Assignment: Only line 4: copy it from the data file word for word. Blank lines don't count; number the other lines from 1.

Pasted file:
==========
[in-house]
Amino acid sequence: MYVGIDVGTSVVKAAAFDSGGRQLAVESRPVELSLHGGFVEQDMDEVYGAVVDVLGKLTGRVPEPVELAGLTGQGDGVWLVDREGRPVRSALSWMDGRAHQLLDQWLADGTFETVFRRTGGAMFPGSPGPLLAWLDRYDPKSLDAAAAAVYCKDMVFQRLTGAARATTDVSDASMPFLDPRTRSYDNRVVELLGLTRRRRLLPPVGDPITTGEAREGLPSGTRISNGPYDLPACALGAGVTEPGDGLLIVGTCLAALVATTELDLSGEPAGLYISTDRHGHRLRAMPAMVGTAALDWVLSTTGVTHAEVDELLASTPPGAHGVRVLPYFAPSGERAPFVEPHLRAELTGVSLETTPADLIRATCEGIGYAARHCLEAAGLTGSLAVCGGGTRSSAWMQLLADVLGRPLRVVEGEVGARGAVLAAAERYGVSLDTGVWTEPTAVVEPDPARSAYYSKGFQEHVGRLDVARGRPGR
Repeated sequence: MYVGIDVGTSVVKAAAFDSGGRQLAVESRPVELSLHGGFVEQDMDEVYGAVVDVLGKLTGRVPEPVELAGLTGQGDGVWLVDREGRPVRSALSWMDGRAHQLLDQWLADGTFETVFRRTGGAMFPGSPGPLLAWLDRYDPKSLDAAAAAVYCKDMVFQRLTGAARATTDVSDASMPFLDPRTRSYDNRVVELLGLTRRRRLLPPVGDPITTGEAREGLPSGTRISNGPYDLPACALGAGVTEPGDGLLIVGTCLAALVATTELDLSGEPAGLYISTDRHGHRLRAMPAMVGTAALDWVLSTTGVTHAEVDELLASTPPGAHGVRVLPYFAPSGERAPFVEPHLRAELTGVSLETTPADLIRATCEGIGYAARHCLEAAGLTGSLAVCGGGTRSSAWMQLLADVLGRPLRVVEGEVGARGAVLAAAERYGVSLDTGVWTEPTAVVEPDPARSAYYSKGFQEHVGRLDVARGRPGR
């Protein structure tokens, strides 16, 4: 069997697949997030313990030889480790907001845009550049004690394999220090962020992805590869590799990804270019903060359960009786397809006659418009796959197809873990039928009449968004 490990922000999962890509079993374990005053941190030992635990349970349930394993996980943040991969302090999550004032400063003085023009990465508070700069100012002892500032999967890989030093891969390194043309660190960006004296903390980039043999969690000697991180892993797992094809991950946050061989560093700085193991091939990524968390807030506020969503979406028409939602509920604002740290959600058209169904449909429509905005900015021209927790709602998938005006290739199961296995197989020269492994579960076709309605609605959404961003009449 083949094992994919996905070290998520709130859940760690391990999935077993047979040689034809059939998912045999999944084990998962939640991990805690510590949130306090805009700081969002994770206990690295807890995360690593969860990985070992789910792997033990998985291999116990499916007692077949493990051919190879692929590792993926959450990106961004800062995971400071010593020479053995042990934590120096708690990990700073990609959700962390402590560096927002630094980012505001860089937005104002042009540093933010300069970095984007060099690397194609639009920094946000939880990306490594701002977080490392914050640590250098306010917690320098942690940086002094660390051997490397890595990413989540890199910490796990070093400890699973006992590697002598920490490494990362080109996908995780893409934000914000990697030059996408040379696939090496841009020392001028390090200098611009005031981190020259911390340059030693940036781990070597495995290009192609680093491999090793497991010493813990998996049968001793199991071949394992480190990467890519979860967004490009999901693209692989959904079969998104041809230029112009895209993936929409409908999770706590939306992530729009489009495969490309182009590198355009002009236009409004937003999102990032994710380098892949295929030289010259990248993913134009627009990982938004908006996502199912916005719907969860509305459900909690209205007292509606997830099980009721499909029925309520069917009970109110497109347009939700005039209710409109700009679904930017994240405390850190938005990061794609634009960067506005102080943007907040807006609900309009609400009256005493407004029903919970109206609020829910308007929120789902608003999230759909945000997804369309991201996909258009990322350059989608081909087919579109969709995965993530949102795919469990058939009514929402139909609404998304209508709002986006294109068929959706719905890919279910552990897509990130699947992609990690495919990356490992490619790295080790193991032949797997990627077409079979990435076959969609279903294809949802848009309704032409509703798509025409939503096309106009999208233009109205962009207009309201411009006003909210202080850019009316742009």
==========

């Protein structure tokens, strides 16, 4: 069997697949997030313990030889480790907001845009550049004690394999220090962020992805590869590799990804270019903060359960009786397809006659418009796959197809873990039928009449968004 490990922000999962890509079993374990005053941190030992635990349970349930394993996980943040991969302090999550004032400063003085023009990465508070700069100012002892500032999967890989030093891969390194043309660190960006004296903390980039043999969690000697991180892993797992094809991950946050061989560093700085193991091939990524968390807030506020969503979406028409939602509920604002740290959600058209169904449909429509905005900015021209927790709602998938005006290739199961296995197989020269492994579960076709309605609605959404961003009449 083949094992994919996905070290998520709130859940760690391990999935077993047979040689034809059939998912045999999944084990998962939640991990805690510590949130306090805009700081969002994770206990690295807890995360690593969860990985070992789910792997033990998985291999116990499916007692077949493990051919190879692929590792993926959450990106961004800062995971400071010593020479053995042990934590120096708690990990700073990609959700962390402590560096927002630094980012505001860089937005104002042009540093933010300069970095984007060099690397194609639009920094946000939880990306490594701002977080490392914050640590250098306010917690320098942690940086002094660390051997490397890595990413989540890199910490796990070093400890699973006992590697002598920490490494990362080109996908995780893409934000914000990697030059996408040379696939090496841009020392001028390090200098611009005031981190020259911390340059030693940036781990070597495995290009192609680093491999090793497991010493813990998996049968001793199991071949394992480190990467890519979860967004490009999901693209692989959904079969998104041809230029112009895209993936929409409908999770706590939306992530729009489009495969490309182009590198355009002009236009409004937003999102990032994710380098892949295929030289010259990248993913134009627009990982938004908006996502199912916005719907969860509305459900909690209205007292509606997830099980009721499909029925309520069917009970109110497109347009939700005039209710409109700009679904930017994240405390850190938005990061794609634009960067506005102080943007907040807006609900309009609400009256005493407004029903919970109206609020829910308007929120789902608003999230759909945000997804369309991201996909258009990322350059989608081909087919579109969709995965993530949102795919469990058939009514929402139909609404998304209508709002986006294109068929959706719905890919279910552990897509990130699947992609990690495919990356490992490619790295080790193991032949797997990627077409079979990435076959969609279903294809949802848009309704032409509703798509025409939503096309106009999208233009109205962009207009309201411009006003909210202080850019009316742009």